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Four-in-One Pill Cuts Heart and Stroke Risks
Giving people an inexpensive pill containing a combination of generic drugs that prevent heart attacks––an idea first proposed 20 years ago but rarely tested—worked quite well, according to a study in The Lancet, slashing the heart attack rate by more than half among those treated.
Such multidrug cocktails (or “polypills”) could radically change the way cardiologists fight the soaring rates of heart disease and strokes. Each year, almost 18 million people die of cardiovascular disease, and 80% are in poor and middle-income countries threatened by rising rates of obesity, diabetes, tobacco use, and sedentary living.
The study, PolyIran, was designed 14 years ago, and involved 6,800 Iranian villagers aged 50 to 75 years old. Of those, 3,421 were given a fixed-dose pill containing a statin, two blood-pressure drugs, and a low-dose aspirin. Participants assigned to take pills experienced one-third fewer cardiac events over five years than the control participants, who received face-to-face advice and monthly text reminders to lose weight, stop smoking, eat healthy food, and exercise. (Because the study was conducted in northern Iran, they were also advised to avoid another local habit: opium smoking.)
However, medical experts are sharply divided over the polypill concept. Advocates point to the study as evidence that the World Health Organization should endorse distributing such pills without a prescription to hundreds of millions of people aged over 50 around the globe. Some have estimated that the pills’ widespread use could cut cardiac death rates by 60% to 80%.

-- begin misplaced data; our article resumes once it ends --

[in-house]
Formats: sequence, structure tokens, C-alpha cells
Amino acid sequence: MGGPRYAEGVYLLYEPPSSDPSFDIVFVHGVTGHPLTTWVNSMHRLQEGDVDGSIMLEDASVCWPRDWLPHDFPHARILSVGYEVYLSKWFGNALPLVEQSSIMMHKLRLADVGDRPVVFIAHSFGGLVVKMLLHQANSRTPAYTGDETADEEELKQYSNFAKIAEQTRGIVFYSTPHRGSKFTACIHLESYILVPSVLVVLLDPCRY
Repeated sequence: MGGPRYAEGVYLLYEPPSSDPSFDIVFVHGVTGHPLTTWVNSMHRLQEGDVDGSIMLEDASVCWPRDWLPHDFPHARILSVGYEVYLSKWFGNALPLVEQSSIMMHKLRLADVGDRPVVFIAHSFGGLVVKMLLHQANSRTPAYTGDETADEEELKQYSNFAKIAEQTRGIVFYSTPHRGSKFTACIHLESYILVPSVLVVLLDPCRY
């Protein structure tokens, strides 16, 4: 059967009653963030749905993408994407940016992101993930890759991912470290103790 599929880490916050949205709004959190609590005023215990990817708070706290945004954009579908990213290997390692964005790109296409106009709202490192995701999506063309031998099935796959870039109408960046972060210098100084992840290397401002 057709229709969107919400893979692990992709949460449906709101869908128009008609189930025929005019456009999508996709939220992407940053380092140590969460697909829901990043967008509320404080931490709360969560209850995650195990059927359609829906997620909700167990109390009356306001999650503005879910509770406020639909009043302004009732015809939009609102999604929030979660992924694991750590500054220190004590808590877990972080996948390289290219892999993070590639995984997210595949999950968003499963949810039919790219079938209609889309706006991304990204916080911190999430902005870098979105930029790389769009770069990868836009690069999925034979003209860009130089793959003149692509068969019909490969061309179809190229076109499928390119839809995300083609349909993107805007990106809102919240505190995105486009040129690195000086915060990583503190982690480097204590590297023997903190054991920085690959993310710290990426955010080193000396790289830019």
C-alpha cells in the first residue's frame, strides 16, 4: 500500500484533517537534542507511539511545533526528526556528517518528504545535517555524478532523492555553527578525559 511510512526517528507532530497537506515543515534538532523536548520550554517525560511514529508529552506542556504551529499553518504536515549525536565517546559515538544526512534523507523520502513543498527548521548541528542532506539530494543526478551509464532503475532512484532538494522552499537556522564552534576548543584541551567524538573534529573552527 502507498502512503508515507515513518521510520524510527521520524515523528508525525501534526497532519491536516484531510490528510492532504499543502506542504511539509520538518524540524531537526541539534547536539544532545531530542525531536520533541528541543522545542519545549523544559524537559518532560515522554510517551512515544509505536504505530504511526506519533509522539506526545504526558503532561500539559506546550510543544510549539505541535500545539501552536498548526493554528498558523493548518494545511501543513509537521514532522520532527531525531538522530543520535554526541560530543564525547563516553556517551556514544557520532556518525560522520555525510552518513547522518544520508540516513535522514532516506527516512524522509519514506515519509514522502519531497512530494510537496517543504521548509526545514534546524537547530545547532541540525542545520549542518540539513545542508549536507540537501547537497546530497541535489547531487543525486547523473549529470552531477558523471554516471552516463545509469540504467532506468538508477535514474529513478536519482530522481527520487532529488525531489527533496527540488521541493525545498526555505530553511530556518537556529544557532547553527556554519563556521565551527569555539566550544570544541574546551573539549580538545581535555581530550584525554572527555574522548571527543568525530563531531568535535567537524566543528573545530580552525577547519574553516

Others consider the approach unethical and dangerous. Because aspirin, statins, and blood-pressure drugs all have side effects, they argue, no one should get them without first being assessed for risk factors like high blood pressure or high cholesterol or having their family history reviewed.
“I’m a skeptic of the one-size-fits-all, four-drugs-for-everyone approach,” said Dr. Steven E. Nissen, head of the department of cardiovascular medicine at the Cleveland Clinic. “It runs counter to what most of us in the United States consider good medical practice.”
Dr. Thomas R. Frieden, president of Resolve to Save Lives, which seeks to lower worldwide cardiac deaths, believes that a four-drug pill such as the one used in the study was appropriate only for people who had suffered a cardiac event. Some blood pressure medications are safe enough to give to untested people, he said. But aspirin, which can cause bleeding in the brain, is not; and statins, which can in rare cases cause liver and muscle damage, may not be.
The Iran study, conducted by doctors from Tehran University, the University of Birmingham in England, and other institutions, is the first study of a multidrug pill that is sufficiently large and long-lasting (participants were followed for 60 months) to measure clinical outcomes. Similar studies are underway in many countries.
Adherence was high—more than 80%—a “fantastic” rate, according to Dr. Rekha Mankad, director of the Women’s Heart Clinic at the Mayo Clinic in Minnesota, who was not involved in the Iran study. Poor adherence, she said, is one of the main problems that polypills are intended to overcome.
Source: The New York Times, August 22, 2019